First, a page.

- Chican@ Moratorium Press Conference on Viet Nam War
- Native Americans on Viet Nam
A solidarity statement that emphasizes anti-imperialist commonalities between the Vietnamese and Native American struggles. John McClain speaks for the Bay Area chapter of AIM. (1975)
- Attack the Water - Janice Mirikitani
A San Francisco poet who often read at antiwar events, and brought forth her childhood experience in the concentration camps in the US during World War II that imprisoned Japanese-Americans. (1973)

The Long Haired Warriors from mel halbach on Vimeo. They were soldiers, activists and tortured as prisoners of war. This is a film trailer about Vietnamese women who struggled against American occupation and the South Vietnamese government during the war in Vietnam.

Viet Nam Victory - April 30, 1975

Liberation Forces Tank entering Saigon - From BBC "War of the Flea"
Victory from Freedom Archives on Vimeo.
April 30, 2015 marks the 40th anniversary of the victory of the people of Viet Nam over the US military. The Vietnamese national liberation struggle moved the entire world and is one of the most important historical events of the 20th century.
The people’s war waged by the people of Viet Nam, reaching a peak in the Tet Offensive of 1968, demonstrated that a united people, even in a poor and underdeveloped nation, could defeat the most powerful military and economic power on earth.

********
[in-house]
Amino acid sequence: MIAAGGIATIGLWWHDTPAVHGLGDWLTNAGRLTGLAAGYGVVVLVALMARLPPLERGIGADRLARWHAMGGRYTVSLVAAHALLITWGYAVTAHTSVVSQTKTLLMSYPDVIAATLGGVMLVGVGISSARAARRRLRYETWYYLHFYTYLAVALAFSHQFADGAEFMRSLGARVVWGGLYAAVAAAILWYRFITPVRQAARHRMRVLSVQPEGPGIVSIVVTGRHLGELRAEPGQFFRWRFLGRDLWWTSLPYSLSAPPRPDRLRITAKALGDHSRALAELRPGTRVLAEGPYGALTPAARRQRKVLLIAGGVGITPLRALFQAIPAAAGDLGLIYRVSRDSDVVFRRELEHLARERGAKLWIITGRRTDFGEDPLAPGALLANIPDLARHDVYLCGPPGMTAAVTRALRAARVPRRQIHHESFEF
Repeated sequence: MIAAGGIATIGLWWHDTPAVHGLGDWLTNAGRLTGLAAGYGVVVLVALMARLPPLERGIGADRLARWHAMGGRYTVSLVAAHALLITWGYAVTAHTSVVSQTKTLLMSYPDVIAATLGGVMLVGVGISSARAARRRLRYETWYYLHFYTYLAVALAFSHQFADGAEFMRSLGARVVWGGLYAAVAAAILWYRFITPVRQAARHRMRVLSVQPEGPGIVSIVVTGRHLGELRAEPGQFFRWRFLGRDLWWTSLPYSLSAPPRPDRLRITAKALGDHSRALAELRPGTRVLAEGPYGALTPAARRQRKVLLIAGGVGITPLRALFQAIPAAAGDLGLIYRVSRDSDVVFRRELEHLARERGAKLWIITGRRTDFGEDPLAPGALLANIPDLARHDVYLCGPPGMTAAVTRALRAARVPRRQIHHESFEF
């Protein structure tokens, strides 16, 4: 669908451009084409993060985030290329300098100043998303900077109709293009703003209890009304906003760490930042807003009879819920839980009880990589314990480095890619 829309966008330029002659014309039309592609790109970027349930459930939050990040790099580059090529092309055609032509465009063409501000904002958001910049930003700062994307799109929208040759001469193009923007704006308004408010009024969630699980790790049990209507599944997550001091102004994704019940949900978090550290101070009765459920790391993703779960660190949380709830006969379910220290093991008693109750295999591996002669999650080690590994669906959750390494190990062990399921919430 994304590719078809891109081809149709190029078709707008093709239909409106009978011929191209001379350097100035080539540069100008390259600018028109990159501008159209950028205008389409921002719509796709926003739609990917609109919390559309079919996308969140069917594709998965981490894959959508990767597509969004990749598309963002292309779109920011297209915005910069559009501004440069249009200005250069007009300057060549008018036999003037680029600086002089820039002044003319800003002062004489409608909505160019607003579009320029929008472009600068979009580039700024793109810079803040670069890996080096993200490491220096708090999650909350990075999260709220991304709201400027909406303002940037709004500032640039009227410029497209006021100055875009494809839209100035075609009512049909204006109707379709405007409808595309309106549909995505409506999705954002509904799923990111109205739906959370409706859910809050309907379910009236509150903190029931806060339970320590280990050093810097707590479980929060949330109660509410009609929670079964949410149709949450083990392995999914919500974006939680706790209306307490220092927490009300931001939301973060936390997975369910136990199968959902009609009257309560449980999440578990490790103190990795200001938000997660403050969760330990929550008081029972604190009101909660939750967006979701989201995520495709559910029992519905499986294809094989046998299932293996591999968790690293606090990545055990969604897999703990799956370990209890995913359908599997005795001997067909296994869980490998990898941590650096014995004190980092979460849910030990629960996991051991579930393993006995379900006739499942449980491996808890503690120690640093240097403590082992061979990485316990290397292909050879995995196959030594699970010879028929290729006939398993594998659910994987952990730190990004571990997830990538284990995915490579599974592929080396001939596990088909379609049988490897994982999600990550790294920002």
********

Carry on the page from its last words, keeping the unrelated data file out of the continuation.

In an era when national liberation struggles surged in Asia, Africa, and Latin America, the struggle of the Vietnamese people provided an inspiring example to solidarity movements around the world and inside the US. The movement against the war in Viet Nam in the US was inextricably tied to the early anti-imperialism of the civil rights/Black liberation movement, and many other movements of the 1960s and 1970s. 
The victory of Viet Nam is a living example that holds lessons for the ongoing struggle against US imperialism today.  We are creating this online tribute, much of it drawn from the Freedom Archives, to help illustrate and pass on these lessons.
From 1964 to 1972, the wealthiest and most powerful nation in the history of the world made a maximum military effort, with everything short of atomic bombs, to defeat a nationalist revolutionary movement in a tiny, peasant country-and failed. When the United States fought in Vietnam, it was organized modern technology versus organized human beings, and the human beings won.